In the incident that unfolded in Jerusalem, which was the second of the five to occur, Israeli border police officers approached a Palestinian man in the city's Armon Hanatsiv neighborhood to conduct a check when the man pulled a knife and tried to them, according to Israeli police spokeswoman Luba Samri.
Samri said "the policemen fired and neutralized" the suspect. Israel's Magen David Adom emergency services said that the Palestinian man died of his injuries.
WAFA, however, casts the incident in a different light.
It reports 16-year-old Mutez Awaysat was shot and killed by Israeli soldiers at short range, and quickly cordoned off the area to prevent journalists from the scene in "the illegal Israeli settlement."
The fifth stabbing on Saturday occurred at a border checkpoint in Qalandia. According to IDF, an assailant attempted to stab a policeman but the knife did not penetrate the officer's flak jacket, prompting the officer to fire upon and wound his assailant. When an Israeli solider then inspected the suspect, he pulled out a second knife out and tried to stab him, but was shot and killed before he could inflict any damage, IDF said.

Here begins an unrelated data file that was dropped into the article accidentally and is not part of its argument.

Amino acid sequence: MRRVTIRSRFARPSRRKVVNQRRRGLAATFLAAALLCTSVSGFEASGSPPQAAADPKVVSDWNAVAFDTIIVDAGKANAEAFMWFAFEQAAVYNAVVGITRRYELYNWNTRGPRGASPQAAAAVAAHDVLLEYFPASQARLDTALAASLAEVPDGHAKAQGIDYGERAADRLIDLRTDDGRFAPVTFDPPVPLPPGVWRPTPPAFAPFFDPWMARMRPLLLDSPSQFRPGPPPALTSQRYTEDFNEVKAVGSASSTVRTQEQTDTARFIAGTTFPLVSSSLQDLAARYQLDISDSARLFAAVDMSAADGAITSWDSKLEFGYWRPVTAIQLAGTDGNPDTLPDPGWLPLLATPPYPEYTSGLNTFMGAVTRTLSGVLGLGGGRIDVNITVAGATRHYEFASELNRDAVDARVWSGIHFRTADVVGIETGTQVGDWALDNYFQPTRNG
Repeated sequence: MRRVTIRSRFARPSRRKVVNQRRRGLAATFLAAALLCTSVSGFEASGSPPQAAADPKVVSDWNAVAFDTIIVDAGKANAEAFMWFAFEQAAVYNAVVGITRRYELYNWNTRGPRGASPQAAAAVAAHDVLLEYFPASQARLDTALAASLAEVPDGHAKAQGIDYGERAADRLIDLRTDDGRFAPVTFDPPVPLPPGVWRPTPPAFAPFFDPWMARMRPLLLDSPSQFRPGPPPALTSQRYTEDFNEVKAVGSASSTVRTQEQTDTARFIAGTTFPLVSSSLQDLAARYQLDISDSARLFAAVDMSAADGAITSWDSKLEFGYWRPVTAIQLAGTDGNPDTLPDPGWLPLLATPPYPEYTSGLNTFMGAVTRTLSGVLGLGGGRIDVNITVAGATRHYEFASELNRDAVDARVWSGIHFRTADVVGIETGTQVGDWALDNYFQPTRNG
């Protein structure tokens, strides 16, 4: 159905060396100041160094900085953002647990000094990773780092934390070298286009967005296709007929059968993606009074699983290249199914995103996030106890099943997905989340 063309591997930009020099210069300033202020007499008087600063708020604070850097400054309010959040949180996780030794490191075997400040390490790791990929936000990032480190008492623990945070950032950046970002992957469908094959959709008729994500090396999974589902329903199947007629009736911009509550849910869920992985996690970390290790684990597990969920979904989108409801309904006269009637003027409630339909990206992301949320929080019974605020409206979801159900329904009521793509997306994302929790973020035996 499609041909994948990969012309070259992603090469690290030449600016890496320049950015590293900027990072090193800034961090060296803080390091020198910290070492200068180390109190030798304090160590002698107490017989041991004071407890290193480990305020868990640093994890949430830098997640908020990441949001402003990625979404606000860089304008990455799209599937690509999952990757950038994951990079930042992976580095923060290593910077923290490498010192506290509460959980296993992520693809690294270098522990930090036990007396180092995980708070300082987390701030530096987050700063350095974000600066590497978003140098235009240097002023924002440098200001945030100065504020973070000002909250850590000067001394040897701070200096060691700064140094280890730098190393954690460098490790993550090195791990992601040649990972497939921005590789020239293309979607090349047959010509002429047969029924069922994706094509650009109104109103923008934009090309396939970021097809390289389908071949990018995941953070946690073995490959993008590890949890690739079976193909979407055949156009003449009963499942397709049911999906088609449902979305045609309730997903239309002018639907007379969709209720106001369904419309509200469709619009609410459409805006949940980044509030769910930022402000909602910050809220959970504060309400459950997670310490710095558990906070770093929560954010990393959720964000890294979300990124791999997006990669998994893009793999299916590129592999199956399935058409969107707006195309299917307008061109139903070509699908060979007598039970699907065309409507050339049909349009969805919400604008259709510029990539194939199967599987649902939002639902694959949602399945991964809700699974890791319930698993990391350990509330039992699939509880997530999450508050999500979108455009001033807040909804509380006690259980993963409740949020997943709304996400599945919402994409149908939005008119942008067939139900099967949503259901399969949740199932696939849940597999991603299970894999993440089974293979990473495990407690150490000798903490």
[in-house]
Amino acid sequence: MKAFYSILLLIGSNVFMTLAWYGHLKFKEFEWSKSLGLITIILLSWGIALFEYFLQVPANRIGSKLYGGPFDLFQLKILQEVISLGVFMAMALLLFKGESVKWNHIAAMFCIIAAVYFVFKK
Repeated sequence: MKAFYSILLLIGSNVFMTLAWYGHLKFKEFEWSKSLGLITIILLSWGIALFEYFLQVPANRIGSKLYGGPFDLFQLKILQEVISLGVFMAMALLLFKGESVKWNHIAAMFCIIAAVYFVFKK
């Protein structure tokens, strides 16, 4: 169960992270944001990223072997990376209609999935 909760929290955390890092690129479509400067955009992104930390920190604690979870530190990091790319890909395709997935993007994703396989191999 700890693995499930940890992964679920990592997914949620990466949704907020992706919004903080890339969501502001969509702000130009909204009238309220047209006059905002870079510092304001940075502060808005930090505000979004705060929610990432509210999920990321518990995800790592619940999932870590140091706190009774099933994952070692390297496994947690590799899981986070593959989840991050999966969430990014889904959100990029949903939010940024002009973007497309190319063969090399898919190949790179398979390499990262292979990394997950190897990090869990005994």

Seven Israelis have been killed since October 1 in attacks by Palestinians with knives, guns and cars, according to Israeli officials.
Distinct from that, protesters have also rioted in Palestinian territories, many throwing rocks, and at times Israeli security forces have used live ammunition.
Five Palestinians were killed Friday in clashes with Israeli forces in the West Bank and Gaza, according to the Palestinian Ministry of Health.
They and four deaths Saturday are among 44 Palestinians killed this month in Jerusalem, Gaza and the West Bank, health ministry spokesman Osama al-Najjar told CNN. This figure includes those killed after carrying out attacks.
This is in addition to the more than 1,770 injured by live fire or rubber bullets in the same time period, according to al-Najjar.
Both sides have traded blame about who is responsible for the ongoing violence. Both sides have turned up gruesome video recordings to support their claims.
Attacks not believed to be organized